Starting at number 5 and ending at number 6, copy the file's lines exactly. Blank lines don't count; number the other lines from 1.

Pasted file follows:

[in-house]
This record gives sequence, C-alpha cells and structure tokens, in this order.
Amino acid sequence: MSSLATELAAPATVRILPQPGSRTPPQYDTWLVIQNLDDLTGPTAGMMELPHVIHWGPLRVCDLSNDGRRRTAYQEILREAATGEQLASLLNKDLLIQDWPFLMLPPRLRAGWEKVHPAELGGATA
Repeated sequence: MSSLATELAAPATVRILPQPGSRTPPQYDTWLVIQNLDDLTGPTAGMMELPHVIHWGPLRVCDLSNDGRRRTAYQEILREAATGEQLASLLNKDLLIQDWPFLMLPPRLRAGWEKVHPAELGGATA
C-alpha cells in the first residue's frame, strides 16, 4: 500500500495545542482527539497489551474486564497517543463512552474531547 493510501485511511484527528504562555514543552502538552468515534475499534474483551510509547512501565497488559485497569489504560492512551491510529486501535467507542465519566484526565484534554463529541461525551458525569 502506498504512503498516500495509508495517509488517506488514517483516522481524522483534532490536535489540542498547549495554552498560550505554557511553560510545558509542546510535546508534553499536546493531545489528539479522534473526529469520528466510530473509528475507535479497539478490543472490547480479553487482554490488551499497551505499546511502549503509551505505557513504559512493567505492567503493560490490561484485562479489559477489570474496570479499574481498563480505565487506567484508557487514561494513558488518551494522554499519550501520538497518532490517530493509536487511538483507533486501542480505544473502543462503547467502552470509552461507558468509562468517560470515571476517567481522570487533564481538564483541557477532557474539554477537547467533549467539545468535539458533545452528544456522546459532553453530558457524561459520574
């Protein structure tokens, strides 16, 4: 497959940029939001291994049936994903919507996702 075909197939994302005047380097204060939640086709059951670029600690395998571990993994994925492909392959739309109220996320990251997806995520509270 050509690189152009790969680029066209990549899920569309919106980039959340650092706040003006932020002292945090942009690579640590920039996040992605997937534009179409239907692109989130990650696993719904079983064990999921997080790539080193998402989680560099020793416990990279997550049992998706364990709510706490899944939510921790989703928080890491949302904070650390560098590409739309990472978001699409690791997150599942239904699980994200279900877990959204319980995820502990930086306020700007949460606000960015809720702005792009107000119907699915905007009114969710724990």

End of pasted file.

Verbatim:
C-alpha cells in the first residue's frame, strides 16, 4: 500500500495545542482527539497489551474486564497517543463512552474531547 493510501485511511484527528504562555514543552502538552468515534475499534474483551510509547512501565497488559485497569489504560492512551491510529486501535467507542465519566484526565484534554463529541461525551458525569 502506498504512503498516500495509508495517509488517506488514517483516522481524522483534532490536535489540542498547549495554552498560550505554557511553560510545558509542546510535546508534553499536546493531545489528539479522534473526529469520528466510530473509528475507535479497539478490543472490547480479553487482554490488551499497551505499546511502549503509551505505557513504559512493567505492567503493560490490561484485562479489559477489570474496570479499574481498563480505565487506567484508557487514561494513558488518551494522554499519550501520538497518532490517530493509536487511538483507533486501542480505544473502543462503547467502552470509552461507558468509562468517560470515571476517567481522570487533564481538564483541557477532557474539554477537547467533549467539545468535539458533545452528544456522546459532553453530558457524561459520574
């Protein structure tokens, strides 16, 4: 497959940029939001291994049936994903919507996702 075909197939994302005047380097204060939640086709059951670029600690395998571990993994994925492909392959739309109220996320990251997806995520509270 050509690189152009790969680029066209990549899920569309919106980039959340650092706040003006932020002292945090942009690579640590920039996040992605997937534009179409239907692109989130990650696993719904079983064990999921997080790539080193998402989680560099020793416990990279997550049992998706364990709510706490899944939510921790989703928080890491949302904070650390560098590409739309990472978001699409690791997150599942239904699980994200279900877990959204319980995820502990930086306020700007949460606000960015809720702005792009107000119907699915905007009114969710724990």